- Give your rumination a name (and personality). Like any habit you want to break, learning to become more aware of it and to get distance on it are crucial first steps. Giving your rumination a name and a bit of personality helps with both. For example: There goes Randy The Ruminator again… or Here comes Ruminating Reese and her litany of grievances… Look out, she’s got her bull horn today!
- Make time to be sad on purpose. This one sounds counterintuitive but ruminating about a loss can actually interfere with a healthy grieving process and the ability to accept the loss and move forward. Instead, make some time to be sad on purpose… For example, you might carve out 10 minutes a few times when you sit down and journal about things in your life that make you sad. Just be sure to have a fixed time limit and to be validating of the sadness rather than judgmental.
- Use the 3Ms to break out of ruminative spirals. Ultimately, the best way to deal with your mind’s tendency to ruminate is to briefly acknowledge and validate it then refocus your attention and behavior on something more productive. When in doubt, use the 3Ms to choose a new behavior: Move, Make, Meet—do something physical and move your body, make or fix something with your hands, go have a meaningful interaction with someone you enjoy.
💬 Quotes About Rumination
- In the process of letting go you will lose many things from the past, but you will find yourself. — Deepak Chopra
- Resistance to control is not the same as freedom from it. As long as we resist, we remain shaped and determined by the force we oppose. — Anodea Judith
- Resentment is like drinking poison and then hoping it will kill your enemies. — Nelson Mandela
- Sometimes the only way to get closure is by accepting that you’ll never get it. — John Mark Green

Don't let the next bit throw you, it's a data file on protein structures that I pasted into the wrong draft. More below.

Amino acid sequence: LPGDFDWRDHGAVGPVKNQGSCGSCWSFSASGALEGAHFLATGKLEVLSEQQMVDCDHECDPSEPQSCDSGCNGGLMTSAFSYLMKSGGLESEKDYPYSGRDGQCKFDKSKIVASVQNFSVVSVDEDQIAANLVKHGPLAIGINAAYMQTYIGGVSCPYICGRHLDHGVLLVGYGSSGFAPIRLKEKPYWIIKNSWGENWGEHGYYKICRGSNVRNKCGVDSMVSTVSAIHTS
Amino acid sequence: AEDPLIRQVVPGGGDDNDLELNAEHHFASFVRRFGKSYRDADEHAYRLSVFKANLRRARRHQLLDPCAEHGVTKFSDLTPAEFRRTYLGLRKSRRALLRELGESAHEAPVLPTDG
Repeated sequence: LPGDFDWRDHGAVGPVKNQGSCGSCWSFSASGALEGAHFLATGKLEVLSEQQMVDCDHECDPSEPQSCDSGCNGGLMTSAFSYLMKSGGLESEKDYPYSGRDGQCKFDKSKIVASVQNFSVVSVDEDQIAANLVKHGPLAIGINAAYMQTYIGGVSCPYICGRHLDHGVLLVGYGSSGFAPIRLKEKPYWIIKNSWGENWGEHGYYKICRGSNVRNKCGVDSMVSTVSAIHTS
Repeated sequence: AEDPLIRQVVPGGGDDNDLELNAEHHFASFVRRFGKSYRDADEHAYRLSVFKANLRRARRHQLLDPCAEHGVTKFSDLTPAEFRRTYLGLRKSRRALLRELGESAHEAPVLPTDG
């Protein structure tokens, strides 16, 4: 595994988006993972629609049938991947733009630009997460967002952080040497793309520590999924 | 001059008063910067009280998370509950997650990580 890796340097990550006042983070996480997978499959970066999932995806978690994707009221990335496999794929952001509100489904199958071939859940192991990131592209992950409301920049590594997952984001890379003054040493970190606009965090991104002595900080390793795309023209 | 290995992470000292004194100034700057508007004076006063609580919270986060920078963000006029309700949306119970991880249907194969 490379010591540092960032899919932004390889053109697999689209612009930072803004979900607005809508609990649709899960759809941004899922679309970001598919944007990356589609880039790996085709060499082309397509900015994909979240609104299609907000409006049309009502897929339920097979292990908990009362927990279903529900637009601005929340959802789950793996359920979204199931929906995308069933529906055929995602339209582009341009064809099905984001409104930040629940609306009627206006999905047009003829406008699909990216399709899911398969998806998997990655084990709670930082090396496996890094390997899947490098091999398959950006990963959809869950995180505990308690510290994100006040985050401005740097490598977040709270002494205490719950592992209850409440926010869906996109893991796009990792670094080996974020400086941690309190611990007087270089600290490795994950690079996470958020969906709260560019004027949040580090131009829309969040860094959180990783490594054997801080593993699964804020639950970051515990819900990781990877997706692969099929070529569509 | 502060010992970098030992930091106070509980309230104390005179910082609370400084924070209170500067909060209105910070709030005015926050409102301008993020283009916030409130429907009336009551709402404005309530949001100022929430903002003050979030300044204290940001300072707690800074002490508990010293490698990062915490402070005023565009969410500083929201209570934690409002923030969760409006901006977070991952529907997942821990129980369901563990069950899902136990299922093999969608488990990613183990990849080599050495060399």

- Time doesn’t heal emotional pain, you need to learn how to let go. — Roy Bennett
🔬 Selected Research on Rumination
- Reflecting on rumination: Consequences, causes, mechanisms and treatment of rumination. Good overview of the research on rumination.
- Rumination as a Mechanism Linking Stressful Life Events to Symptoms of Depression and Anxiety. Study showing that the mental habit of ruminating could be a key difference in how people respond to stressful life events—either falling into depression and anxiety or remaining resilient.
- Metacognitions and brooding predict depressive symptoms in a community adolescent sample.
- Rethinking Rumination. Another good overview of the state of the research on rumination.
- Constructive and Unconstructive Repetitive Thought. Rumination can lead to depression, anxiety, and physical health problems and chronic pain.
📚 Recommended Reading and Resources for Rumination
- Metacognitive Therapy for Anxiety and Depression by Adrian Wells (Book). A good introduction to metacognitive therapy and how it can be useful for addressing rumination (among other things).
- Mindfulness for Beginners: Reclaiming the Present Moment and Your Life by Jon Kabat-Zin (Book). A good introduction to mindfulness and how you can use it to let go of unhelpful forms of thinking like rumination.
- How to Stop Overthinking with Dr. Pia Callesen (Podcast). Lots of practical advice about taking a metacognitive approach to overthinking of all types, including rumination.